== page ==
The U.S. Federal Reserve on Wednesday approved the capital plans for 25 major banks but denied its approval to five others, including that of Citigroup Inc. (NYSE:C), news reports said.

The Fed did not allow Citigroup, which was the largest American bank to have its capital plan rejected, to reward its investors with higher dividends and stock buybacks worth $6.4 billion, indicating that the bank is not ready to handle an economic crisis, as part of its annual stress test, which is conducted to measure a bank's ability to continue lending.

Meanwhile, HSBC North America, RBS Citizens Financial and Santander Holdings USA were reportedly noted by the Fed to have “qualitative” shortfalls in their capital foundations, while Zions Bancorp failed the stress tests because its basic capital ratio did not meet the minimum requirement.

The Fed said that these banks "are not permitted to implement their requested plans for increased capital distributions," adding that they "are required to resubmit their capital plans to the Federal Reserve following substantial remediation of the issues that led to the objections,” Agence France-Presse reported. 

This is the second time in three years that Citigroup has failed to get an approval for its capital plan from the Fed.

“Needless to say, we are deeply disappointed by the Fed’s decision regarding the additional capital actions we requested,” Michael Corbat, Citi’s CEO, said in a statement, adding: “We will continue to work closely with the Fed to better understand their concerns so that we can bring our capital planning process in line with their expectations and meet their standards on a qualitative basis as well.”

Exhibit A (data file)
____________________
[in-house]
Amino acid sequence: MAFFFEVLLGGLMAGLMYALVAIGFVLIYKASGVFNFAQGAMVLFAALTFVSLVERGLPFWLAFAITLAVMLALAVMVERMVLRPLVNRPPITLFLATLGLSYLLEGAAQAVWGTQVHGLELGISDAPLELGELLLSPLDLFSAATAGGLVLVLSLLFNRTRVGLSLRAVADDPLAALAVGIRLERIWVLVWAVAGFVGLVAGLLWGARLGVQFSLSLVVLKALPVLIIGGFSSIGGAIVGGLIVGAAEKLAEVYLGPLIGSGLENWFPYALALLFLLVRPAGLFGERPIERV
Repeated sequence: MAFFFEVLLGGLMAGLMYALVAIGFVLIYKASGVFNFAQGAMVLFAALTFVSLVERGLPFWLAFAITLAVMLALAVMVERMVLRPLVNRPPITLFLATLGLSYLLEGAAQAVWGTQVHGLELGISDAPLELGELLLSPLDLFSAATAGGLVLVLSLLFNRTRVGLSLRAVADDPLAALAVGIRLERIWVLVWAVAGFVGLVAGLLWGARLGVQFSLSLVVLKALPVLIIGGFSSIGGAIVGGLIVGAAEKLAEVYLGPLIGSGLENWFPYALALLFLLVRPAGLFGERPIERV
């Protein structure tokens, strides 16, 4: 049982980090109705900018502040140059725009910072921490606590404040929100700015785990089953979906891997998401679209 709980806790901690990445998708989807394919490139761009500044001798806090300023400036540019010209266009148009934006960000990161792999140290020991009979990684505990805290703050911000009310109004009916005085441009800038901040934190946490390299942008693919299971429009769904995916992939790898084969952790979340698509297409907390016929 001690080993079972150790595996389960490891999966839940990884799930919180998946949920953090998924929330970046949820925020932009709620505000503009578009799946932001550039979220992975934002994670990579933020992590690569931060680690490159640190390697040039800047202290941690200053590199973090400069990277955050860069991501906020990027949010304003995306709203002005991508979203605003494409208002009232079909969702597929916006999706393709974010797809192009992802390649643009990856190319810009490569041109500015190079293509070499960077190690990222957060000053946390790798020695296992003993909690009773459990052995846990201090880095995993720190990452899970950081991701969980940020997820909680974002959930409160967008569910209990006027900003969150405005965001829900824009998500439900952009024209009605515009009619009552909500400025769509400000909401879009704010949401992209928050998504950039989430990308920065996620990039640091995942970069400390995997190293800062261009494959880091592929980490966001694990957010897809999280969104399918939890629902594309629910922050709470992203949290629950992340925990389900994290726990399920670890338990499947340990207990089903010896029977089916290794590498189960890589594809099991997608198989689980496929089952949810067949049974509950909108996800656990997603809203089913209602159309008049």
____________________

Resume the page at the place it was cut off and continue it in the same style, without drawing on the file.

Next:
Tom Jalics, a portfolio manager at Key Private Bank, told the Wall Street Journal: "The Fed wasn't happy with the process Citi put together to read their risk,” adding, "It's a bit of a black eye for management, which has done a good job of cleaning up the balance sheets."

Other banks including J.P. Morgan Chase (NYSE:JPM), Wells Fargo & Co. (NYSE:WFC) and Morgan Stanley (NYSE:MS) had reportedly announced increased dividends after receiving the Fed’s approval.

"Both the firms and supervisors have more work to do as we continue to raise expectations for the quality of risk management in the nation's largest banks," Daniel Tarullo, a member of the Fed's Board of Governors, reportedly said in a statement on Wednesday, according to Reuters.

The five banks can continue shareholder payouts at current levels but will be required to change their proposals and resubmit them again if they want to increase the payouts, an option which Citigroup is reportedly considering.

"Citi needs to make this defeat into victory by improving the pace of restructuring," said Mike Mayo, an analyst at CLSA, according to Reuters. The bank's stock was down more than 6 percent in premarket trading on Thursday.